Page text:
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March 19, 2008

Five Years, No End in Sight


by Dahr Jamail

Devastation on the ground and widely held Iraqi opinion contradicts claims by U.S. officials that the situation in Iraq has improved toward the fifth anniversary of the invasion March 20.

U.S. Vice President Dick Cheney during a surprise visit to Iraq on Monday declared the 2003 U.S.-led invasion of Iraq a "successful endeavor."

According to the group Just Foreign Policy, more than a million Iraqis have died as a result of the invasion and occupation, now entering its sixth year. A survey by British polling agency ORB estimates the number of dead at more than 1.2 million.

Nobel laureate and former chief World Bank economist Joseph Stiglitz recently published a book with co-author Linda Bilmes of Harvard University titled The Three Trillion Dollar War, a figure it considers a "conservative estimate" of the long-range price tag of the invasion and occupation of Iraq.

The authors say the Bush administration has repeatedly "low-balled" the cost of the war and has kept a set of records hidden from the U.S. public.

According to the U.S. Department of Defense, close to 4,000 U.S. soldiers have been killed. The number of British casualties is 175.

"The war in Iraq has been one of the most disastrous wars ever fought by Britain," journalist Patrick Cockburn of London's Independent newspaper wrote March 17. "It will stand with Crimea and the Boer War as conflicts which could have been avoided, and were demonstrations of incompetence from start to finish."

According to the United Nations High Commissioner for Refugees, more than 4 million Iraqis are displaced from their homes, with roughly half of them outside of the country.

The Iraqi Red Crescent estimates that one in every four residents of Baghdad, a city of 6 million, is displaced from home.

The International Committee of the Red Cross said in a report March 17 that millions are still deprived of clean water and medical care.

Iraq's infrastructure is worse on every measurable level compared to Iraq under the dictatorship of Saddam Hussein, and including 12 years of the harshest economic sanctions in history. During those sanctions more than a million Iraqis died from malnutrition, disease, and lack of medical care.

The international aid group Oxfam International released a report last July that found that 4 million Iraqis were in need of emergency assistance. It found a 9 percent increase in childhood malnutrition and that 70 percent of Iraqis lacked access to safe drinking water.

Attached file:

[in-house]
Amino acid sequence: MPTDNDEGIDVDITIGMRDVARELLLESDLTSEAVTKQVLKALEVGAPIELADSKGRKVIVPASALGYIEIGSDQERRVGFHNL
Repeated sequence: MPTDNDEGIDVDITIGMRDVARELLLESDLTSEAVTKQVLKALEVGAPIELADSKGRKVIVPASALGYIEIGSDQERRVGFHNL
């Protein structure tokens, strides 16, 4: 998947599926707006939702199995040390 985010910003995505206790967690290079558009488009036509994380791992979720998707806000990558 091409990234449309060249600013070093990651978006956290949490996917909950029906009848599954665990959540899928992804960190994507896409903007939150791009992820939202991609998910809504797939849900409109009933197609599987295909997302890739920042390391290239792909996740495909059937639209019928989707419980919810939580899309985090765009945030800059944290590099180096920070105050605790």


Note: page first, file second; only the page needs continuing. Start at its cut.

The average home in Iraq, even in Kurdish-controlled northern Iraq, which has been held up by the Bush administration as an example of success, has on average less than five hours of electricity a day.

Oil exports, from which Iraq has obtained over 80 percent of its income, have not for a single day of the occupation matched prewar levels.

Unemployment, already 32 percent before the invasion, has vacillated during the occupation between 40-70 percent, according to the Iraqi government.

With more than a million dead, more than 4 million displaced, and another 4 million in need of emergency aid, a third of Iraqis are displaced, in need of emergency aid, or dead.

All this Cheney calls a "successful endeavor."

Soon after he said that, a suicide bomber killed at least 32 and wounded 51 near a mosque in the holy Shia city Karbala, south of Baghdad. Bombings in Baghdad near the Green Zone just after Cheney arrived killed another four and wounded 13.

Baghdad has become the most dangerous city in the world, largely as a result of a U.S. policy of pitting various Iraqi ethnic and sectarian groups against one another. Today Baghdad is a city of walled-off Sunni and Shia ghettoes, divided by concrete walls erected by the U.S. military.

These areas even fly their own flags: Sunni areas fly the old Iraqi flag, Shias use the new version, and the Kurds have their own flag.

Ethnic and sectarian cleansing strategies, backed by occupation forces, have virtually eliminated all mixed areas of Baghdad.

Republican Party presidential candidate John McCain, also in Iraq, met with Iraqi leaders as part of a Senate Armed Services Committee fact-finding mission. He, like Cheney, said he would support the Iraqi government and maintain a long-term military commitment in Iraq.

"The surge is working," McCain told reporters, referring to the troop buildup in Baghdad.

With "enduring" U.S. military bases established in Iraq, and an embassy in Baghdad the size of the Vatican City, there appears to be no end in sight for the U.S. occupation of Iraq.

(Inter Press Service)


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  • Dahr Jamail is the Baghdad correspondent for The NewStandard. Originally from Anchorage, Alaska, Dahr writes about the effects of the US occupation on the people of Iraq, since the mainstream media in the US has in large part, he believes, failed to do so.

    To find out more about Dahr's coverage of Iraq, visit Dahr's support pages.

    To read Dahr's weblog, click here.

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